Strong Women Squad Goes To: The Bodykind Festival

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On Saturday we went to the Bodykind Festival in Totnes, Devon, heralded as ‘first ever festival of body acceptance’.  The event ran all weekend, but we attended Saturday’s core event, a day of talks and performance by some amazing people.  There were heartbreaking stories of miscarriage and bullying, uplifting stories of loving yourself and overcoming obstacles, stand-up comedy, dance, photography, all held in a church.  There was a lot of vagina talk for inside a church.  And one naked vagina.

I want to tell you about the three women speakers that stood out for me.


Harnaam Kaur

Repeat after me.  I am worthy.  I am powerful.  I am beautiful.  I am resiliant.  I am me.

Harnaam has polycystic ovaries (PCOS), a condition that affects one in five women in the UK.  It means her hormones are imbalanced, and for her, among other things, it means she grows facial hair.  Her childhood and teenage years were spent being bullied to the point of being severely suicidal, and doing everything to remove and hide her facial hair so she could be accepted by other people for how she looked, until one day she thought – everything I’m doing is for other people.  What about me?  I’m being bullied anyway, so I might as well just be myself.

Harnaam now refers to herself as ‘The Bearded Dame’ and is an anti-bully and body confidence activist, as well as a life coach and model.  Life is still hard, she still faces prejudice in the workplace, online, in the streets, but she is powerful and she refuses to back down anymore, and be anything other than her beautiful self.

One thing that has helped her in her low moments has been looking in the mirror and repeating affirmations, which she had us all do in the audience.  Check out the video below, courtesy of the Bodykind Festival’s Instagram, to see this in action, and join in yourself!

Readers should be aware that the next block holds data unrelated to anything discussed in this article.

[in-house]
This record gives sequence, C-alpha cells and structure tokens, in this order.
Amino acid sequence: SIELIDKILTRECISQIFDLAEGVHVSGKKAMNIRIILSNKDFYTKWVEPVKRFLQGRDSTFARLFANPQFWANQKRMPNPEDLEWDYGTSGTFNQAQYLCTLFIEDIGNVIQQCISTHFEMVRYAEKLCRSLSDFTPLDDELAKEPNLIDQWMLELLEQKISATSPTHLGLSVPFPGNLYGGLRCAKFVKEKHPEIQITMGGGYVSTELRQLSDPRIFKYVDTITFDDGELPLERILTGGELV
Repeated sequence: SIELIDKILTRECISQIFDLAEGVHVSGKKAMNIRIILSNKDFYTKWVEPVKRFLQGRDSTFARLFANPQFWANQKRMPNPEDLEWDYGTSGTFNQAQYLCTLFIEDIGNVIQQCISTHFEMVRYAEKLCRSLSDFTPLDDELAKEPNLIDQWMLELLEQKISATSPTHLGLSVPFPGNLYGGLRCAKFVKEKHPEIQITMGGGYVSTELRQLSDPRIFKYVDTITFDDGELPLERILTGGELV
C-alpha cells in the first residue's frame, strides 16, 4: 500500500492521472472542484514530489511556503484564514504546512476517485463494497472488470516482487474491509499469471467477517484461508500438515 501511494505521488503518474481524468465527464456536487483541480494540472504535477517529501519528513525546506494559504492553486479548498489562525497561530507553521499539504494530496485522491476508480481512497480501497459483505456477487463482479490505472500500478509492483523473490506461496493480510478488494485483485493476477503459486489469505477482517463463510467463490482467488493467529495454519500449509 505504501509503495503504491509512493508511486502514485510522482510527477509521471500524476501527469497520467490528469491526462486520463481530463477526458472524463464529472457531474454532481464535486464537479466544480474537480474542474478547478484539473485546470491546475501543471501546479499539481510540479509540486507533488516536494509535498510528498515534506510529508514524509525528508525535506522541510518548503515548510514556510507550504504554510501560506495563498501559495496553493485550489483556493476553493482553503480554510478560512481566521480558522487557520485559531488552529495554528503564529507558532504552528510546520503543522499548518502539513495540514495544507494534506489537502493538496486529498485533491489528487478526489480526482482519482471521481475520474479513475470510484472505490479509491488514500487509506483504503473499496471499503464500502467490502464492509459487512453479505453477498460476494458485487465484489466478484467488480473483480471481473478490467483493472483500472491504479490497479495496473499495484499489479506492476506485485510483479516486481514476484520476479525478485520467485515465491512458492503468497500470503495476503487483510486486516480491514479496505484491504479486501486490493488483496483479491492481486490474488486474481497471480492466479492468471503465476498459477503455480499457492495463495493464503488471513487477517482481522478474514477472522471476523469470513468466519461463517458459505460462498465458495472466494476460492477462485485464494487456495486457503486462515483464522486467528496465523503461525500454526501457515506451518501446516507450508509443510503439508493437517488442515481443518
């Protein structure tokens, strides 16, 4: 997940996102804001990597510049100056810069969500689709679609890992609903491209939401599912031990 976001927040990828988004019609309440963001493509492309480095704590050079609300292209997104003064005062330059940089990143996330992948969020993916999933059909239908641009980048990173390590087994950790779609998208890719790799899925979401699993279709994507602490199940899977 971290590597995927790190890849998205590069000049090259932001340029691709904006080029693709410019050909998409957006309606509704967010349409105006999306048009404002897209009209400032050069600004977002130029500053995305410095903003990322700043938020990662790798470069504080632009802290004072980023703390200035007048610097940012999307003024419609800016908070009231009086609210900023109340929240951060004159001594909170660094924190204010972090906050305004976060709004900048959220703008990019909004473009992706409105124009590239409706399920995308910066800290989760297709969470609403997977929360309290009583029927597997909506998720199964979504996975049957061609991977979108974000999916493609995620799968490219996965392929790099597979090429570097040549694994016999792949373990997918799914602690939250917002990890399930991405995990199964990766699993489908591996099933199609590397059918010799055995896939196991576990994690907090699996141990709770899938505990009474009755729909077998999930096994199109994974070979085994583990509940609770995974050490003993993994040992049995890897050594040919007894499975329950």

Connect with Harnaam via Facebook, Twitter, Instagram, or YouTube.


Megan Jayne Crabbe (aka @bodyposipanda)

I’m not going to end this talk by saying ‘You’re not fat... you’re beautiful.’  I’m not.  Because why the fuck can’t you be both, right?

Megan started noticing her weight and dieting at five years old.  Her teenage years were spent yo-yoing between anorexia (to the point of being hospitalized) and binge-eating.  Then when she entered her twenties, after another grueling two-hour morning workout, she was trawling Instagram for ‘fitspo’ (aka ‘fitspiration’ or ‘thinspiration’) images to keep her on track.  She stumbled upon Melissa Gibson, a big and beautiful Instagram star rocking a red bikini and suddenly Megan’s beliefs were shattered: it was okay to like your body just how it is.

Megan now has helped advance the body positivity movement through joyous imagery on her colourful Instagram feed.  ‘Reverse’ before and afters – pictures of her thin and sucking in her stomach next to pictures of her happy and relaxed, belly rolls out, huge smile on her face and unicorn-pastel hair galore combine with her #donthatetheshake videos where she dances her ass off in bikinis giving us all life.  She now works as a body positive activist and an author.

Check out her artwork (above) and Instagram (below) to see what we mean…

Connect with Megan via her website, Instagram, Twitter, plus you can buy her book,
Body Positive Power, right here.


Miss Glory Pearl

These are my tits.  This is my arse.  This is my foof.

Miss Glory Pearl burst from the back of the church and sashayed up the aisle towards the stage, music pumping, completely starkers other than a vintage hat and high heels.  She’d slayed us all within two minutes (my friend gasped and whispered, ‘look at her gorgeous skin!’)  Glory was a burlesque dancer for years, but says she was beginning to tire of taking her clothes on and off all the time, so decided to keep them off and become a naked stand-up comic.

I for one was having an admiring ogle as she entertained us all, and the best bit had to be when she brought out a knitted, hairy, hand puppet vulva!

Connect with Glory via her website, Instagram, Facebook or Twitter.


Below are some more pictures of the day, and the fantastic speakers at work.  Plus a rather blurry photo of the wonderful Strong Women I attended with, my friends Alison, Sarah and Emma (another friend, Sarah-Jayne, showed up soon after).